(WHNT) — An Athens man has been sentenced for charges he faced in connection with the Jan. 6 attack on the U.S. Capitol, alongside his cousin from Mississippi.

The U.S. Department of Justice (USDOJ) announced Monday that 44-year-old Donnie Duane Wren of Athens was sentenced to 12 months and one day in prison plus 24 months of supervised release by U.S. District Judge Reggie B. Walton.

A jury convicted Wren of two felonies and one misdemeanor on May 5.

Wren’s cousin, 45-year-old Thomas Harlen Smith, was sentenced to 108 months in prison and 36 months of supervised release by Walton, after a jury convicted Smith of 11 charges, including nine felonies and two misdemeanors, on May 5.

The USDOJ says that evidence presented during their trials and court documents show Smith picked Wren up on his way from Mississippi to Washington, D.C. to attend a rally held by former president Donald Trump.

“On the morning of Jan. 6, 2021, Smith and Wren attended the rally and afterward made their way toward the U.S. Capitol building. Before entering Capitol grounds, Smith climbed a column near the African American History Museum with the outdated Mississippi state flag,” the USDOJ added.

The USDOJ said the cousins observed rioters climbing scaffolding around the stage for the presidential inauguration, then climbed the structure and made their way to the Lower West Terrace Tunnel. Smith then pushed toward the front and used a flagpole as a ‘spear,’ driving it at the window five times in an attempt to break it.

Surging through the doorway, the department said he and a mass of other rioters pushed into a line of Metropolitan Police Department (MPD) officers who were attempting to hold the door shut.

“Smith then exited the Tunnel and reunited with his cousin, Wren, who had witnessed the violence directed by other rioters against police officers in the area. The two posed for a photograph together on the Lower West Terrace. Smith and Wren then climbed up a railing to the Upper West Terrace and confronted a line of police officers using riot shields and attempting to clear the area. Smith and Wren pushed back against the police line, placing their hands on the officer’s shields and leaning back into the police. Wren leaned all his weight into the riot shield, preventing the police officer from advancing. Wren’s push against the riot shield was an early assault on the Terrace that instigated the fight between rioters and police attempting to clear the area,” the DOJ said.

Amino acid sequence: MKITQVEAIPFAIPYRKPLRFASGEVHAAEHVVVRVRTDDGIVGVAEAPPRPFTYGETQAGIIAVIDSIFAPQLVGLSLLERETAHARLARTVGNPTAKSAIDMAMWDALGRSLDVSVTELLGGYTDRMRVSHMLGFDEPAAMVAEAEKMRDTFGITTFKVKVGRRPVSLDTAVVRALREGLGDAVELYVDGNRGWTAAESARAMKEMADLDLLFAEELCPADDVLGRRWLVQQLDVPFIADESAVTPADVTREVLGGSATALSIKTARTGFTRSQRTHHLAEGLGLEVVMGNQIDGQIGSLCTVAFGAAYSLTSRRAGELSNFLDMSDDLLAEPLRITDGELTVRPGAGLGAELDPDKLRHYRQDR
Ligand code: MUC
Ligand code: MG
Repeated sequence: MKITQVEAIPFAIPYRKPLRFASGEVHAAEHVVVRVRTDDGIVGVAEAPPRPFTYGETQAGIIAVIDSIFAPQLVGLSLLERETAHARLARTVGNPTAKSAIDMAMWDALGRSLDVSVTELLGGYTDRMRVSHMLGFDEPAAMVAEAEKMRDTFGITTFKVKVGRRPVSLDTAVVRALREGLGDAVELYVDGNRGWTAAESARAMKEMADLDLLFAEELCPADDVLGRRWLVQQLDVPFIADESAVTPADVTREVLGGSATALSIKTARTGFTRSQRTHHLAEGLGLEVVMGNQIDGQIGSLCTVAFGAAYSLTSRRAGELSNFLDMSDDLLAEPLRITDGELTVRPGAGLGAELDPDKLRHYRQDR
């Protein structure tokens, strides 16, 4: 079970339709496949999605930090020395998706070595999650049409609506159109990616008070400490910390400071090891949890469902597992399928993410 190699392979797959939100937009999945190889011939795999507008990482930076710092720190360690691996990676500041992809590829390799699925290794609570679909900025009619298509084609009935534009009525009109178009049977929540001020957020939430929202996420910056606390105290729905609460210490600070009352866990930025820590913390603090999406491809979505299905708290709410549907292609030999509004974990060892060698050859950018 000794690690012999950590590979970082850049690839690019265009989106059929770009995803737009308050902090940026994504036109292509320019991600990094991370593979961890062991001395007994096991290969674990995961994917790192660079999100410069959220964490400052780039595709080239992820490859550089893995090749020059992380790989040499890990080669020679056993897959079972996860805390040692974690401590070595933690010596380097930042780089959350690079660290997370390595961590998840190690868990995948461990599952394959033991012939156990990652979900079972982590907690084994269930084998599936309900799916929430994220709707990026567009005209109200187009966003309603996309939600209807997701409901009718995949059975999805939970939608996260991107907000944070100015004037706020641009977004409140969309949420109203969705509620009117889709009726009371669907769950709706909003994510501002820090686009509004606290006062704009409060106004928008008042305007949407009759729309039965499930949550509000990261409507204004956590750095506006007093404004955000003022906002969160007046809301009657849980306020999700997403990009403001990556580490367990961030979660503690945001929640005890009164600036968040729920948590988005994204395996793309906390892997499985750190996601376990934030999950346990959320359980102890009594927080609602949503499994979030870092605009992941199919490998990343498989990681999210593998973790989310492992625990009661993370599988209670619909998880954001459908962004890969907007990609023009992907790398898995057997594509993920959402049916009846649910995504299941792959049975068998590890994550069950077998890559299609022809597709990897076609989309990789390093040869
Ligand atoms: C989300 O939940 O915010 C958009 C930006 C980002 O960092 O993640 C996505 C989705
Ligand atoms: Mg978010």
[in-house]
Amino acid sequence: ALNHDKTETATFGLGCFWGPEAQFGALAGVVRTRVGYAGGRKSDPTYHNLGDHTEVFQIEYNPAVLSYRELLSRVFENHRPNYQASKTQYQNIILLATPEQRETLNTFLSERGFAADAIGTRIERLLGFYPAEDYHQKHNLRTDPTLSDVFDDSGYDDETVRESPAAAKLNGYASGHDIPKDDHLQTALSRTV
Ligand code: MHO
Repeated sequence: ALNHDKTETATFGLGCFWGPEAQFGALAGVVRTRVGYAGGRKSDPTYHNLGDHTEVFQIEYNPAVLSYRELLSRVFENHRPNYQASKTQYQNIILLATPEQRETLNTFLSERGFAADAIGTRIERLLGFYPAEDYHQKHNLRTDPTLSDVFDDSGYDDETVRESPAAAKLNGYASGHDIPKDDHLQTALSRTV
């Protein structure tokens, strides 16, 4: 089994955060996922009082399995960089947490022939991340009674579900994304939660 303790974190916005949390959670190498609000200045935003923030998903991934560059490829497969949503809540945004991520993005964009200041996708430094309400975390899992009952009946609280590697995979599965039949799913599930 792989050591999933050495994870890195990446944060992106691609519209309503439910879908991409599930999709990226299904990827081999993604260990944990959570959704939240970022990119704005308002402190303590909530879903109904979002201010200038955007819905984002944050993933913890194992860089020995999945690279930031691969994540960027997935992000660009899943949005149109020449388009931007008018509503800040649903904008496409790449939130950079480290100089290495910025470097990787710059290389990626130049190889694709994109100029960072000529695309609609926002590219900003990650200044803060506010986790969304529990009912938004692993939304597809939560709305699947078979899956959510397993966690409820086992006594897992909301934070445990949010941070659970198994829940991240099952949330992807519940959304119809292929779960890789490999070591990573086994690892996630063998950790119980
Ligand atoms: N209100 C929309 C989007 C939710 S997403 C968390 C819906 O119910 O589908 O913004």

Smith witnessed an object fly past him during this time and hit an officer, then reportedly yelled at the officer, “You deserve that, you piece of s—!” Officials said that sometime later that day, Smith kicked an MPD officer in the back, sending them ‘to the ground.’ Then he picked up a ‘metal pole-like object’ and threw it toward the line of police, hitting two MPD officers in the head, according to the USDOJ.

Officials say they found a post on Facebook made by Smith, where he described the assault on the Capitol. “Patriots stood together and battled the tyrannical cops throughout the entire afternoon,” Smith said in the post.

Wren was convicted of civil disorder and assaulting, impeding, or resisting officers, both felonies, and a single misdemeanor charge of entering and remaining in a restricted building or grounds.

Smith was convicted of nine felony charges at trial, including assaulting officers with a dangerous weapon, obstruction of an official proceeding, two counts of civil disorder, two counts of assaulting, impeding, or resisting officers; entering and remaining in a restricted building or grounds with a deadly or dangerous weapon, disorderly and disruptive conduct in a restricted building or grounds with a deadly or dangerous weapon, and engaging in physical violence in a restricted building or grounds with a dangerous weapon. He was also convicted of two misdemeanors.

“In the 33 months since Jan. 6, 2021, more than 1,100 individuals have been charged in nearly all 50 states for crimes related to the breach of the U.S. Capitol, including more than 400 individuals charged with assaulting or impeding law enforcement, a felony. The investigation remains ongoing,” the Department of Justice said.

The case was investigated by the FBI’s Washington and Birmingham Field Offices and the Homestead, Florida and Oxford, Mississippi Resident Agencies, which listed Wren as #219 on their seeking information photos. Assistance in the investigation was provided by the U.S. Capitol Police, the Metropolitan Police Department, and the Prince George’s County Police Department.